Many baby boomers who are retired and senior citizens have a lot more flexibility on what to do with their time than those in the throes of the intense career/family/social times of life. One good way to invest some of your extra time is to learn about recycling—so you can pass along the information to those who don’t have time to do the research.
As the holidays approach, the idea of giving gift cards has the appeal of saving time and making sure the giftee will want and appreciate what s/he gets. You might get a few yourself. Do you know what to do with those used gift cards? The City of Chicago Recycling operation doesn’t accept them for recycling, but throwing the PVC type in your garbage—though it may seem like a little thing—still contributes to the million-years-to-disappear-from-the-landfill and toxic-byproduct problems we have with PVC and other types of plastics. Earth911.com has recycling suggestions. And here is some information on non-toxic photo-degradable plastics (that is, they will eventually degrade in the presence of light—something that’s not going to happen in a landfill—but which is currently wreaking havoc with our oceans). Meanwhile, Target, REI, Borders, Whole Foods and Walmart are using biodegradable plastic for their gift cards.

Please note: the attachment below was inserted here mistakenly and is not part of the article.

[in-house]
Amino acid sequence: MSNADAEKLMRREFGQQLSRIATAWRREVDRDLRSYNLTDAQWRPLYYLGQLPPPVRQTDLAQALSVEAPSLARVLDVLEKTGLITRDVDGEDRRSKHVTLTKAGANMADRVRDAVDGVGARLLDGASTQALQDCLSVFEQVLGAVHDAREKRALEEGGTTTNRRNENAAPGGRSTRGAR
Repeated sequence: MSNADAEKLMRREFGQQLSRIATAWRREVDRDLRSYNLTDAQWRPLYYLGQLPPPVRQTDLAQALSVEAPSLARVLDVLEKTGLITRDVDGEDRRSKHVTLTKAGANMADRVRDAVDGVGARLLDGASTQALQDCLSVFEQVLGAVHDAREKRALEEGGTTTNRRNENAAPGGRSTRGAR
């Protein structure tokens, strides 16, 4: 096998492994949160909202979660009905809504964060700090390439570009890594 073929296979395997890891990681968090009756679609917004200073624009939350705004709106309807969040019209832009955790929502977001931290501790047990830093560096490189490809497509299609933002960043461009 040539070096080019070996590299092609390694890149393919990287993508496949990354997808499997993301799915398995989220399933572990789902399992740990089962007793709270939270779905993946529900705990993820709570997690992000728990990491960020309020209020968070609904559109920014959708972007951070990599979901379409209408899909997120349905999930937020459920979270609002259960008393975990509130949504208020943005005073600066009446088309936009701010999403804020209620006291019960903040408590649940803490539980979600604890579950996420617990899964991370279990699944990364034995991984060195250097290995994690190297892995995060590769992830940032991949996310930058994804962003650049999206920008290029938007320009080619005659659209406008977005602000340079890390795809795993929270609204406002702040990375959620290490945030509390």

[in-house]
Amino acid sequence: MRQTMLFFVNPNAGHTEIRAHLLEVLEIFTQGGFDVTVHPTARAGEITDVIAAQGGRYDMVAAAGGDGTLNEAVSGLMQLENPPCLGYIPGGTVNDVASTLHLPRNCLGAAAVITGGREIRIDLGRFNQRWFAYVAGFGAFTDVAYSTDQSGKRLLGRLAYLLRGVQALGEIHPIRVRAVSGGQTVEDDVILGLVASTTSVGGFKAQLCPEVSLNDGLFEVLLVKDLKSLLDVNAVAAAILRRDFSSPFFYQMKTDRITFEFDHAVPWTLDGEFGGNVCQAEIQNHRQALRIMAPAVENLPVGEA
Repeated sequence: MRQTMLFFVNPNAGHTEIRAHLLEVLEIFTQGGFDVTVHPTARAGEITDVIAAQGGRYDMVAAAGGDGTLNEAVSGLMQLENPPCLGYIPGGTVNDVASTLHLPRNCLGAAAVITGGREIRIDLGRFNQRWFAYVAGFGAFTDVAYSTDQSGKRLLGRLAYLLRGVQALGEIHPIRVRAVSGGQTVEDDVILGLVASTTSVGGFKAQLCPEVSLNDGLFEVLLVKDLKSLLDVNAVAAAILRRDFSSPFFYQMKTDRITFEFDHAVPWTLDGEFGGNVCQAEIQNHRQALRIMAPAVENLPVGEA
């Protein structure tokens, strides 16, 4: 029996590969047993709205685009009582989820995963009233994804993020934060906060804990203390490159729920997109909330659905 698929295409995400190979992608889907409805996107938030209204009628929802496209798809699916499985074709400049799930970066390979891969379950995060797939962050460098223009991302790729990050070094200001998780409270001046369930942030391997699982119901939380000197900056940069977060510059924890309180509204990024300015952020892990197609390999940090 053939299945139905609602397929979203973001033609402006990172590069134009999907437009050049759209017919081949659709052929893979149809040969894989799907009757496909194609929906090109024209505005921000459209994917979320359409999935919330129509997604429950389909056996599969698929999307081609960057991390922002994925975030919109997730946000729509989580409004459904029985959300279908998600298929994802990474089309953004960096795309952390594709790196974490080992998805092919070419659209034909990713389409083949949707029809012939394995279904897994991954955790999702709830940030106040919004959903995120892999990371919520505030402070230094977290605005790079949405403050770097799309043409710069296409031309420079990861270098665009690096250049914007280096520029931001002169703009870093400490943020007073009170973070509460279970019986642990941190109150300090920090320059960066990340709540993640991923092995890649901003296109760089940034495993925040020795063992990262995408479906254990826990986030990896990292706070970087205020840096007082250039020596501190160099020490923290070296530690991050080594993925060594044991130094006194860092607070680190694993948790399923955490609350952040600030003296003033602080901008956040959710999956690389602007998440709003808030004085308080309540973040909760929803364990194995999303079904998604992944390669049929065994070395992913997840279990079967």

If you get non-degradable gift cards, you can mail the empty, non-reloadable ones to Earthworks, which recycles gift cards, credit cards, driver’s licenses and similar smooth plastic cards, grinds them and makes PVC sheets for new plastic cards. Cut up your cards, put them in an envelope and mail to:
Earthworks System LLC
33200 Bainbridge Road, Suite E
Solon, OH 44139
How about wrapping paper? Ribbons? Plastic packaging? Try the search recycling function on Earth911 that lets you input the type of material you’re concerned about and then input a city name or multiple zip codes to see where you may be able to drop off—or mail in—that particular type of waste. Categories include CFLs (those long-life fluorescent bulbs that contain, for heaven’s sake, mercury and MUST be recycled), computers, cell phones, rechargeable batteries that’ve died, and so on.
In Chicago the blue cart and recycling drop-off centers accept plastics numbered #1 – #5 and #7 (look for that little triangular arrow graphic). Plastics with no number or #6 are not accepted for recycling. It can be confusing trying to wade through all the restrictions, but if you’re a baby boomer who has the time, it’s worth it to help secure the future of our precious planet.